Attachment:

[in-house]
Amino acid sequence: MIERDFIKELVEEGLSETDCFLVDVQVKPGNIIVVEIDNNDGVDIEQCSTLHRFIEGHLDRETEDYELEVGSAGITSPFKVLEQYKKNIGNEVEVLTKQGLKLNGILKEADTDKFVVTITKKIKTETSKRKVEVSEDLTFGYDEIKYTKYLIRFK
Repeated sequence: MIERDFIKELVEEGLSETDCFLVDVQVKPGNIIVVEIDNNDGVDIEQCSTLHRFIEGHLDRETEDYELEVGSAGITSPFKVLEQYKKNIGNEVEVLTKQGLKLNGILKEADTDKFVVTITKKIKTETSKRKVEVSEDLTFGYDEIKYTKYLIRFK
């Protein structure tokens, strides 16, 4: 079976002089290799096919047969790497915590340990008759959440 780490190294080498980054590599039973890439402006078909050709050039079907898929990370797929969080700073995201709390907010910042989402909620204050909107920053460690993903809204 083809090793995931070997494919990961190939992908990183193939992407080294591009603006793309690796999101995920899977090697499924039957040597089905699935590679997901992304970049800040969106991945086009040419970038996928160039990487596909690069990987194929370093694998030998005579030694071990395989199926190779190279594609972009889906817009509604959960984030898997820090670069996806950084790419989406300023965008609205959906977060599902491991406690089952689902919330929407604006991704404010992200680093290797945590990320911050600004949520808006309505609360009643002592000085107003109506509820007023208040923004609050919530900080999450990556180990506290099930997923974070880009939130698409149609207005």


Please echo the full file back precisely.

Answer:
[in-house]
Amino acid sequence: MIERDFIKELVEEGLSETDCFLVDVQVKPGNIIVVEIDNNDGVDIEQCSTLHRFIEGHLDRETEDYELEVGSAGITSPFKVLEQYKKNIGNEVEVLTKQGLKLNGILKEADTDKFVVTITKKIKTETSKRKVEVSEDLTFGYDEIKYTKYLIRFK
Repeated sequence: MIERDFIKELVEEGLSETDCFLVDVQVKPGNIIVVEIDNNDGVDIEQCSTLHRFIEGHLDRETEDYELEVGSAGITSPFKVLEQYKKNIGNEVEVLTKQGLKLNGILKEADTDKFVVTITKKIKTETSKRKVEVSEDLTFGYDEIKYTKYLIRFK
């Protein structure tokens, strides 16, 4: 079976002089290799096919047969790497915590340990008759959440 780490190294080498980054590599039973890439402006078909050709050039079907898929990370797929969080700073995201709390907010910042989402909620204050909107920053460690993903809204 083809090793995931070997494919990961190939992908990183193939992407080294591009603006793309690796999101995920899977090697499924039957040597089905699935590679997901992304970049800040969106991945086009040419970038996928160039990487596909690069990987194929370093694998030998005579030694071990395989199926190779190279594609972009889906817009509604959960984030898997820090670069996806950084790419989406300023965008609205959906977060599902491991406690089952689902919330929407604006991704404010992200680093290797945590990320911050600004949520808006309505609360009643002592000085107003109506509820007023208040923004609050919530900080999450990556180990506290099930997923974070880009939130698409149609207005």